Book Lover: Rosie Montalvo Enjoys Reading And Sharing Her Hispanic Culture

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Note from Elena Reads: Family is really important to Rosie Montalvo. In the photo she and her siblings are celebrating her mother’s 70th birthday. Left to right: Monica, Rosie, Mom (Eva), Lucy, Joey.

Growing up in an Hispanic household, Rosie Montalvo learned Spanish and English and followed American and Puerto Rican rituals.

She said her grandmother taught the importance of working hard, respecting one another and doing everything possible to help others. 

“Today we are a family with a strong bond,” Rosie Montalvo said. “We value our traditions and continue sharing our culture with our children and others, just like my grandmother taught us.”

She said her grandmother used to sit them down and share stories of what it was like in her days. Now that she is a grandmother, Rosie Montalvo likes to share stories and her love of books with her own grandchildren, who are also avid readers.

Besides spending time with her family, she also enjoys sharing her culture with everyone because she says it’s important to appreciate diversity.

Here is more about today’s Book Lover, Rosie Montalvo:

Question: Why do you love reading?

Answer: I love reading because it provokes my imagination, my emotions, and my intellect in the most amazing ways.  

Question: What kind of books are you into? (Fan fiction, realistic fiction?)

A: Besides the Bible, I enjoy reading autobiographies (literary non-fiction) and realistic fiction books. I lean towards stories of human perseverance and triumph.  

Q: What is your favorite book overall and why?

A: The Alchemist by Paulo Coehlo is probably my favorite book. The fictional story is about a young man’s journey to find a treasure. Through his expedition, he faces many difficulties, yet never gives up and eventually finds his treasure. 

The book is about perseverance, taking risks, believing in yourself, and learning from your journey. It’s a good book for anyone to read.

Q: Do you have a favorite book by an Hispanic author and why?

A: Yes, the book is titled, When I Was Puerto Rican by Esmeralda Santiago; I was so intrigued by the title that I had to read it.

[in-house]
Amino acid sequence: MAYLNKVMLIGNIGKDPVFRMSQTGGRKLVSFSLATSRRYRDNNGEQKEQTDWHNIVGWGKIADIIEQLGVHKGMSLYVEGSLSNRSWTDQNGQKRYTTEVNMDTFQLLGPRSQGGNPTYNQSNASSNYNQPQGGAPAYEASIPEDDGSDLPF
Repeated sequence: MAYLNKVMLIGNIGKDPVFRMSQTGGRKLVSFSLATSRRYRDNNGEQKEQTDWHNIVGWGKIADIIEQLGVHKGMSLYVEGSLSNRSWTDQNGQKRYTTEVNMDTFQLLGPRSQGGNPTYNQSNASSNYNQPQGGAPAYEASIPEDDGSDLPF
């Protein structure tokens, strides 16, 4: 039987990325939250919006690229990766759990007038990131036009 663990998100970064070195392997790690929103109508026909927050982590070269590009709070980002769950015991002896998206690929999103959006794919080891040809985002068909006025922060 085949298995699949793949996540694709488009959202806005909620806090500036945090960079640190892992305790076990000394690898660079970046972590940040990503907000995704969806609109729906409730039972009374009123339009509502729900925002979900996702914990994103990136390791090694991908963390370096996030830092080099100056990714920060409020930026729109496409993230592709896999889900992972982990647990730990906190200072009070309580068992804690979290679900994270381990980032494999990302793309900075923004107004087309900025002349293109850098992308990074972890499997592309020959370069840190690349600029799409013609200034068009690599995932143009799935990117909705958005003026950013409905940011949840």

It’s an autobiography describing the author’s ordeals while coping with a new culture after her family moved to New York. It gives readers a view into the inner struggles of holding on to your identity while trying to be included. 

Q: What books do you read to your grandchildren?

A: I loved reading The Very Hungry Caterpillar in both English and Spanish “La Oruga Muy Ambrienta” when they were small. The One and Only Ivan was a favorite as they grew. Today they are avid readers and are currently reading a few books, including Percy Jackson’s Sea of MonstersShake it Off  by Suzanne Nelson and Rules for Thieves by Alexandra Ott.

Q: You recently helped with the Hispanic Heritage Month celebration at the school where your daughter is the parent engagement liaison. It is cool that it was featured in the local paper. Why is it important to share your culture?

A: Understanding our ethnicity and embracing our culture can make us strong and confident about ourselves. We also learn to appreciate diversity not just because we have differences but because those differences make us who we are.  

Q: Since it’s Hispanic Heritage Month, what is something unique about being Hispanic?

A: (Well, we do tend to turn any occasion into a party 😊 )  

There is one thing about Hispanic names, which is a bit different. If you are born in a Spanish speaking country, you will get two surnames on your birth certificate. The first surname would be the father’s first last name, and the second surname is the mother’s maiden name. 

Example:

My Father: Jose Montalvo Viera

My Mother: Eva Pagan Marrero

Me: Rosie Montalvo Pagan

In many cases, children also get a middle name. Can you imagine having to learn to write — Ana Maria Salgado Carrasquillo, in kindergarten!

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